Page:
4 Florida District Schools Invaded by Hackers Hoping to Access and Hack Voting Systems

Hackers are Using Subtitle Files to Hide Malware

There have been reports of Russians trying to influence American elections, however, a different group has come up supposedly with the intent of interfering with same elections; it was reported that they made efforts to coordinate it from breached school districts to the voting systems of states.

News reports have it that MoRo, a new group of hackers located in Morocco, invaded about four school district schools in Florida, and reportedly sought for a path to slip into other sensitive government systems; this is including state voting systems.

Findings from United Data Technologies (UDT), a firm that sought for answers as regards the hacking incident, showed that the invaders were said to have successfully phished people working within the school districts, manipulating them into clicking on an image in an email sent to them thus giving way for the malware to gain entry into the system. The report also went further to say that the hackers also attacked an unnamed Florida network with a like invasion.

Soon after the school systems were infected with the virus, the group switched off the records that showed who accessed the systems. UDT experts found it difficult to know who what it was exactly that the invaders had done. Switching of the logs was named a sophisticated manipulation the kind UDT had never before seen.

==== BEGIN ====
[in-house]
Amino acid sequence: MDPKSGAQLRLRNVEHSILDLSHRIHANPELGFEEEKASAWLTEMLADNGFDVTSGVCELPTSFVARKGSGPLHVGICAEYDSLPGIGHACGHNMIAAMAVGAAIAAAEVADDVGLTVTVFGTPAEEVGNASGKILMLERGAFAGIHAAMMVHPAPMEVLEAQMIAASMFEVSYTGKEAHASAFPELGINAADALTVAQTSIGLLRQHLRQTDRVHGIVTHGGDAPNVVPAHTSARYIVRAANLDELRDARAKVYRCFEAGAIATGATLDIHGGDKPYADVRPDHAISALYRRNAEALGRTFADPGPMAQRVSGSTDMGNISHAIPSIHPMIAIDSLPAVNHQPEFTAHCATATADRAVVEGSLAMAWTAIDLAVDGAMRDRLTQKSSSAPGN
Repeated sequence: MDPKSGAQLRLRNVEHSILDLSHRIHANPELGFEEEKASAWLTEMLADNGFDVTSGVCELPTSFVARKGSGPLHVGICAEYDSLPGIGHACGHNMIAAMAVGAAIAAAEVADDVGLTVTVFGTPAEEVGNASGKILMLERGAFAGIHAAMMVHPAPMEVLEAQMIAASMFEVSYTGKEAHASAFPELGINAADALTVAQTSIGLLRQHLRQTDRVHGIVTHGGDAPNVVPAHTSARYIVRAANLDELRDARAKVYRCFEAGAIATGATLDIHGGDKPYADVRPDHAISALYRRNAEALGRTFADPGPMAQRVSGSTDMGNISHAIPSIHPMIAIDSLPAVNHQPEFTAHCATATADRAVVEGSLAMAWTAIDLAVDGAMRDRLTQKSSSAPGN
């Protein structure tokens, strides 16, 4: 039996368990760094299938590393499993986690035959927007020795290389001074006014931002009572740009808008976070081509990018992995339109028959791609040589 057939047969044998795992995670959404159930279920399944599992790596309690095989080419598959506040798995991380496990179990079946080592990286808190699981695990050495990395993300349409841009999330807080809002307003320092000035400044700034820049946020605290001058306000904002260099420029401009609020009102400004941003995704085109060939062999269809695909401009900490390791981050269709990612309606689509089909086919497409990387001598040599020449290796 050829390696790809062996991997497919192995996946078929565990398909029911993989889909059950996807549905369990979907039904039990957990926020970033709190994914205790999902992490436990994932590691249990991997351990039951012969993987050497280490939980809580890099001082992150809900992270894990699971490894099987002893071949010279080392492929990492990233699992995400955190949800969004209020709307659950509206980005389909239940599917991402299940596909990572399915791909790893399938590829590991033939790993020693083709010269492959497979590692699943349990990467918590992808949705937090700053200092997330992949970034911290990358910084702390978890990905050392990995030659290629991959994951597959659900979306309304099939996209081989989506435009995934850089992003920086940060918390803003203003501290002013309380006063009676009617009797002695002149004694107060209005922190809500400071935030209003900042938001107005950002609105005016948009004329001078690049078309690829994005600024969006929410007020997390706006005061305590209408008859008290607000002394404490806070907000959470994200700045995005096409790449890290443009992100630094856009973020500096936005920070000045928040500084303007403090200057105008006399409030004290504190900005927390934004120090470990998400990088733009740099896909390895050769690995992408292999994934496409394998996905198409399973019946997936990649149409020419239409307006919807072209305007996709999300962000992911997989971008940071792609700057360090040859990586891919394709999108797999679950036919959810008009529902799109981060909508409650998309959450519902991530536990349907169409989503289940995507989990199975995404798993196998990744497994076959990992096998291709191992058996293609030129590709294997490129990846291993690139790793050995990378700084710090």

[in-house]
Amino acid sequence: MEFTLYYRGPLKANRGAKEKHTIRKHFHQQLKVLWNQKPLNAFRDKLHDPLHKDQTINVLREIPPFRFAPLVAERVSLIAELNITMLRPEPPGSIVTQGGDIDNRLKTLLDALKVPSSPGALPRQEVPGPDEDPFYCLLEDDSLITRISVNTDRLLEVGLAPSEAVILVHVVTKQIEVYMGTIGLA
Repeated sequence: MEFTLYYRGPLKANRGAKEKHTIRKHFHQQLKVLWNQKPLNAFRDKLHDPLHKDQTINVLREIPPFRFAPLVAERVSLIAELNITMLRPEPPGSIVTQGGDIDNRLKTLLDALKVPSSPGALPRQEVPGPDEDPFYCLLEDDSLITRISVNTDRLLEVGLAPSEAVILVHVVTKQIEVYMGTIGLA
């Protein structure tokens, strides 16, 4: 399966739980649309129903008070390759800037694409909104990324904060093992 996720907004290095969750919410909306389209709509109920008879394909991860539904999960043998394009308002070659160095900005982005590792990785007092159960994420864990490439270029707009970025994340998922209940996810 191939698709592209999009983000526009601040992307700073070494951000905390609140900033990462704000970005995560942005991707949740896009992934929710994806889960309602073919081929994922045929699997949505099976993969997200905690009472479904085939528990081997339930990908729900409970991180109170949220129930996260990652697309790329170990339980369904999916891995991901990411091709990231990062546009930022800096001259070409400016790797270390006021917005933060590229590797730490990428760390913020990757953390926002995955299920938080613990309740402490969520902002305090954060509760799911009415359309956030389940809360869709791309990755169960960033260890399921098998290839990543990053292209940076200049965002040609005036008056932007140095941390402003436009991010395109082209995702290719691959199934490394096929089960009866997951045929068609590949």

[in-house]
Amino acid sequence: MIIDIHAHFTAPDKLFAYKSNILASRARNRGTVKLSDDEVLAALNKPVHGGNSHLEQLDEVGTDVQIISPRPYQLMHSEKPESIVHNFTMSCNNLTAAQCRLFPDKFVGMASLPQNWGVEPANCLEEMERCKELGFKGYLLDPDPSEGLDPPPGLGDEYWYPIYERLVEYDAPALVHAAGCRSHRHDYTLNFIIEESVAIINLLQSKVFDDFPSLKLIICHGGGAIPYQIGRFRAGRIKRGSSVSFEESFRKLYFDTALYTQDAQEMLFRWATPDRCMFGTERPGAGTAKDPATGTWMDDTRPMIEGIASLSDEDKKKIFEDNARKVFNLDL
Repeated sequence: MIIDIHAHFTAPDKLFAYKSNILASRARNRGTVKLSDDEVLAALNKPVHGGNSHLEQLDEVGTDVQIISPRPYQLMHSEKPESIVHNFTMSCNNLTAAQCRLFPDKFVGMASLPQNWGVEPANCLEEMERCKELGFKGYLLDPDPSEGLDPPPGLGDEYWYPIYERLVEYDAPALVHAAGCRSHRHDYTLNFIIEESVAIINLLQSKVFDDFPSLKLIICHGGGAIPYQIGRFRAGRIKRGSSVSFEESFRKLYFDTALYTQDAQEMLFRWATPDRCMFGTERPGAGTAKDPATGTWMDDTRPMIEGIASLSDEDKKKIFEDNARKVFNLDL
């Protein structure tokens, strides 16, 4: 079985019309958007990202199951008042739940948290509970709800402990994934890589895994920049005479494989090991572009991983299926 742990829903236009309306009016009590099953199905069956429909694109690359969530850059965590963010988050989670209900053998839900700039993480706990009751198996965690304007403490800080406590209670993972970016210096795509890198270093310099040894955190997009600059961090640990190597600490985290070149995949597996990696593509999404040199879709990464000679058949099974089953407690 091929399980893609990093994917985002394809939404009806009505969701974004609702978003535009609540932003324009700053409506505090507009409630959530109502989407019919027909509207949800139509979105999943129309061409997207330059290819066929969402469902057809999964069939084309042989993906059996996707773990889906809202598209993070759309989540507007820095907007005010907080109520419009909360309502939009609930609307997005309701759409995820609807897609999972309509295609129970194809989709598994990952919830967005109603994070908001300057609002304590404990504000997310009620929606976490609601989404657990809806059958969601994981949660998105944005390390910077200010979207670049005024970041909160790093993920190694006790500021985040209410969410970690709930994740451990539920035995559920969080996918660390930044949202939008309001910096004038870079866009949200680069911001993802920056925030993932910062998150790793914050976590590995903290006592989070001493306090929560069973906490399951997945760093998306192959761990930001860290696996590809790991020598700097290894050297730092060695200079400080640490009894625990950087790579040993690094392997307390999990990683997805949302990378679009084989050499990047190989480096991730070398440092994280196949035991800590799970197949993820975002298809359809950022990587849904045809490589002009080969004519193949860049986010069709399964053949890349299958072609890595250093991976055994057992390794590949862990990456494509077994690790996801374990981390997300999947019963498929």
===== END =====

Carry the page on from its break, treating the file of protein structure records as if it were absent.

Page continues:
However, in spite of the absence of logs, UDT ascertained that the hackers gained access to the system for 3 months, exposing them and searching for their loopholes. At some point, photographs of someone dressed as an ISIS soldier were posted on the websites of the two district schools.

Initially, the hackers had hoped that they could make away with the personal data of thousands of students, however, only Miami-Dade, the biggest school within the school, was the only victim amongst the breached institutions that was identified.

Although it was not just the private data of the students that the invaders could have had access to. The report identifies that Miami-Dade the 4th biggest district school in America coordinates and handles private data such as social security numbers of thousands of present and past students as well as those of staff and students alike.

The report goes on to say that the hackers failed in their bid to steal student data or even access voting systems. As a matter of fact, the hacking has been termed an attempted hack. But the invaders remained within the systems for a period of 3 months, which certainly would pass for more than an attempt.

The write-up states that the invasion began in the fall. UDT said that the attackers wanted a lot more than the private information of the students; it was found that the school district setup had some links to diverse county and city systems. The hackers of Moroccan hackers were supposedly looking for a loophole into other government systems.

The executive director of the National Cyber Security Alliance, Michael Kaiser, was reported to have said that it is normal for a school district network to be linked to other networks in town depending on the mode of operation of the network. The hackers would like to make away with the access codes for a system admin that has access to the key to other government networks.

UDT said that the invaders boasted of their online exploits stating that they were trying to enter into the voting systems hosted by Diebold voting platforms. They intended to disrupt what they perceived was state voting systems. Therefore, awareness ought to be raised to the level of vulnerability of district schools in Florida.